Area Forecast Discussion
Issued by NWS Kansas City/Pleasant Hill, MO

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FXUS63 KEAX 182315

National Weather Service Kansas City/Pleasant Hill MO
615 PM CDT Tue Apr 18 2017

Issued at 239 PM CDT TUE APR 18 2017

Deep mixing is causing the low stratus deck over west central
Missouri to quickly scatter out this afternoon, and most areas
should be mostly clear by late afternoon. In the meantime a cold
front over northern Nebraska will drop close to or just north of
the Missouri/Iowa border overnight before becoming stalled and
lifting back north on Wednesday. This feature will likely spark
off an area of showers and thunderstorms overnight, particularly
after midnight when it will begin interacting with a strengthening
LLJ over northeast KS. Most of this activity should stay just
north of the state line in closer proximity to the low level
boundary, but convergence ahead of the low level jet could assist
in getting convection as far south as St. Joseph and Kirksville
late tonight. Any strong storms or heavy rain are likely to stay
north of the forecast area where elevated instability and shear
will be stronger.

Gusty south winds on Wednesday will help boost temperatures into
the lower and possibly even middle 80s across the entire forecast
area on Wednesday. This will set the stage for some possibly
strong or severe storms Wednesday evening when a cold front will
drop in from the northwest. Models have slowed down the southward
progression of this feature, which is now not expected to enter
far northwest Missouri until late evening and not getting east of
I-35 until well after midnight, maybe even closer to sunrise. This
slower movement will keep the threat for strong and severe storms
confined mostly to areas northwest of the I-35 corridor Wednesday
evening. MLCAPE values around 1000 to 2000 J/kg and modest shear
values could support scattered hail storms and a few areas of
damaging winds, but veered low-level flow will keep the tornado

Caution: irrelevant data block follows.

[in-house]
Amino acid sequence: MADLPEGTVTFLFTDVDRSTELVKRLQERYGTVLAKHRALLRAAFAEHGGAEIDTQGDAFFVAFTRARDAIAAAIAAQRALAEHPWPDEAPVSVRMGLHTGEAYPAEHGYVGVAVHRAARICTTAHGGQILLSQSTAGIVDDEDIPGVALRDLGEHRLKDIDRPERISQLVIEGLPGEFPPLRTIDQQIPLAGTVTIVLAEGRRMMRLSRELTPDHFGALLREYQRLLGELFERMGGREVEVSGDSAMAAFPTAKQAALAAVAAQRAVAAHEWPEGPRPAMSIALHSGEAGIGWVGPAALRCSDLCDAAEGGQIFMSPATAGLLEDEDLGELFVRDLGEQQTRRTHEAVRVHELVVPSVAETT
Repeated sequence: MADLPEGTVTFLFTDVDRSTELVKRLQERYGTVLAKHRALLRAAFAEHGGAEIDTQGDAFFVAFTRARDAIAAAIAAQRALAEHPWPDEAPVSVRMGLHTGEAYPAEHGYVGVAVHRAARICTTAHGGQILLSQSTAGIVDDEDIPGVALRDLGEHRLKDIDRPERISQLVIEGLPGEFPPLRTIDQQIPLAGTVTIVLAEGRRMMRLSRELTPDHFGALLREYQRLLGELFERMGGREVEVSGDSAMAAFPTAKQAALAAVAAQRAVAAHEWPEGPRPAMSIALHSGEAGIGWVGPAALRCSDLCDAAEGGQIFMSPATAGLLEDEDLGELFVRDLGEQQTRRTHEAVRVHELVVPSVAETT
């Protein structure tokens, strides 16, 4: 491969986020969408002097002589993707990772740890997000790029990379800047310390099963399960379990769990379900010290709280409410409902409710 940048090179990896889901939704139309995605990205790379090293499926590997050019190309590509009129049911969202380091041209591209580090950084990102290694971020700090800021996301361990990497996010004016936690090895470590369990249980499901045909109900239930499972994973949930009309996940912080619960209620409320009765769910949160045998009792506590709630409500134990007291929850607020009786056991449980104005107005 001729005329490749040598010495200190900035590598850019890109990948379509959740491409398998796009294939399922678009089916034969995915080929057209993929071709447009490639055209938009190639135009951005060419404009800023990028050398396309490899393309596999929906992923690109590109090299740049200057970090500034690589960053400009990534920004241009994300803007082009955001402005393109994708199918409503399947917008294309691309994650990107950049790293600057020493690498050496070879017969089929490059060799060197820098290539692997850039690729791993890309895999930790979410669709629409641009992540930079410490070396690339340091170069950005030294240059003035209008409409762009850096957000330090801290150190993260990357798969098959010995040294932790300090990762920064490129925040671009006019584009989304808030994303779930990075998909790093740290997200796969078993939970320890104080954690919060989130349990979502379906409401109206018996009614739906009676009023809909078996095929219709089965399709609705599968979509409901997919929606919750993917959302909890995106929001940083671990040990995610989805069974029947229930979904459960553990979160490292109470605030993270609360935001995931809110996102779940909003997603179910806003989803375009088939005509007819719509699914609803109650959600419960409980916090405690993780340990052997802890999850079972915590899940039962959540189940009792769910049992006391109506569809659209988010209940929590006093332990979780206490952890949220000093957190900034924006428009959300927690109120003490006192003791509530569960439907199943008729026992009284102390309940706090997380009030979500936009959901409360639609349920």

threat low. Instability will decrease fairly quickly after
midnight bringing a quick downward trend to any convection as it
gets east of I-35.

High pressure behind Wednesday`s front will bring cooler
conditions for Thursday and particularly by Friday. Meanwhile the
next storms system will eject out into the Plains on Friday and
bring widespread rain, some of which may be heavy, to parts of the
Plains and Mississippi River Valley Friday into Saturday. All
models have taken an noticeable southward shift with this system
over the past several runs, so at this time the highest threat for
widespread heavy rain appears to be south of Interstate 70, and
perhaps south of the entire forecast area across the Ozarks if
models keep shifting south. Areas sensitive to flooding will want
to keep an eye on this system as it could produce as much as 2 to
4 inches of rain wherever the heaviest precipitation tracks.


.Aviation...(For the 00Z TAFS through 00Z Wednesday Evening)
Issued at 615 PM CDT TUE APR 18 2017

Patchy scattered to broken cirrus based around 20 kft will drift
across the region tonight, while SSW winds lessen and back to the
south at all TAF sites. A few isolated showers are possible near
KSTJ shortly after sunrise; however, the bulk of any morning
precipitation will likely focus north of the terminals and may not
have an impact as far south as KSTJ. Winds will begin to increase
out of the SSW after sunrise, rising sharply to sustained speeds
up to 20 kts and gusts to 30 kts out of the southwest after 18z.
Scattered cumulus based between 3-4 kft will develop during the
afternoon, but a strong capping inversion will keep pop-up storms
from developing during the TAF period. A few thunderstorms are
possible just beyond the end of the forecast period.




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